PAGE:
DR. DAVID ROBERTS
1827 - 1863
References, Sources, and Notes
Sheep on the hills near Mallwyd, North Wales, as viewed in 2007. (See more photos.)
Dr. David Roberts was the older brother of my great-great- grandfather, Lewis Humphrey Roberts, and they had a close relationship. David was the first (and Lewis was the second) of the five children, and he seemed destined to show the most promise and attain the most distinction. He was born in or near the small town of Mallwyd in the county of Merioneth in northwest Wales, which is today part of beautiful Snowdonia National Park.
The exact date of his birth is obscure. Unattributed sources at the time of his death claimed he was born in November 1826. What we do know is that as an infant he was baptized on Wednesday, 31 October 1827, by William Pughe, rector of the parish church in Mallwyd, the home town of his mother’s people.
His mother was Catherine Humphreys, who was around 20 years old when David was born. She and his father, David Roberts, had been married in the same Mallwyd church parish by Edward Evans, the curate, on 18 May 1827. So we learn from these two parish records that Catherine was either pregnant with David at the time of the wedding, or that David had been born before his parents were married, and was baptized several months later.
David was named after his father and both of his grandfathers. Grandfather David Roberts was at one time an innkeeper in the county seat and market town of Dolgelley (today, Dolgellau, about eight miles away from Mallwyd), and grandfather David Humphreys was a “clerk” (a scribe or bookkeeper of some sort, perhaps for the church) who might also have worked as a “joiner” (carpenter/cabinetmaker) in little agricultural Mallwyd. At the time of the baby’s baptism in 1827 his parents lived in Mallwyd, where his father, aged 21 years, worked as a skinner. There were plenty of sheep in the fields and on the steep green hills around Mallwyd to skin for processing and marketing in Dolgelley, where the woolen and tanning industries provided major employment.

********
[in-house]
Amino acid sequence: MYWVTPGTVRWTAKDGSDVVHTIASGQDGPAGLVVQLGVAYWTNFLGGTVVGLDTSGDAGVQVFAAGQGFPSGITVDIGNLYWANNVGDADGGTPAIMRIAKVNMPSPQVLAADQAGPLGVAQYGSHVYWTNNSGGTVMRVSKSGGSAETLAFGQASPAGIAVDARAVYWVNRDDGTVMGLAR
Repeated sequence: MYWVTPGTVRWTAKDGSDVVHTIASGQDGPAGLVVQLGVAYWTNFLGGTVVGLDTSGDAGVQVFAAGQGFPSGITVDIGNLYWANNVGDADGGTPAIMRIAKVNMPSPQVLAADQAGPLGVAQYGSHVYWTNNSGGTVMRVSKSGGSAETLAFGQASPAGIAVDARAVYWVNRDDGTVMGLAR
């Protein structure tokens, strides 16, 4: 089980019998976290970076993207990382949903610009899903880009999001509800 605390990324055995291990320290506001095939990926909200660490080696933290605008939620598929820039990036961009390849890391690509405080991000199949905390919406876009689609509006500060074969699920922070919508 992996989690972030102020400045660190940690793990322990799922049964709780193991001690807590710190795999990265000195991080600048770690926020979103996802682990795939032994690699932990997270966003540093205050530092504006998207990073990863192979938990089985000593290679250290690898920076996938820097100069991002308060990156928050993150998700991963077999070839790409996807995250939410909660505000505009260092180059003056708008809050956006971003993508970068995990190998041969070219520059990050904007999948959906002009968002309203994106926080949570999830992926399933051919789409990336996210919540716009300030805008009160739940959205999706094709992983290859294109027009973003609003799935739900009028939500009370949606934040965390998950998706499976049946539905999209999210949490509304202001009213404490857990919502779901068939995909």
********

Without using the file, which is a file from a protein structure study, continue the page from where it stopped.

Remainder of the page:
But by the time second son Lewis was born, circa 1830 or 1831, the family had moved to Boston, Massachusetts (according solely to testimony from Lewis, who claimed to have been born there). It is not known why they moved (if indeed they did, and Lewis’ claim of American birth was true). Boston city records show that several other Roberts and Humphrey/s families were already living there at the time, including the wealthy and successful old merchant, Benjamin Humphrey (1781-1857), and the commercial flour dealers, William Humphrey/s (born c. 1799) and David Humphrey (born c. 1808). All three of these men had been born in Massachusetts (and genealogy research shows that Benjamin and David, at least, were decended from Jonas Humphrey, 1620-1698/99, an emigrant from Wendover, Buckinghamshire, England). But if not they, then some other Boston residents may have been close enough and helpful enough friends or relatives to have provided an incentive to encourage the migration of David and Catherine Roberts to Boston.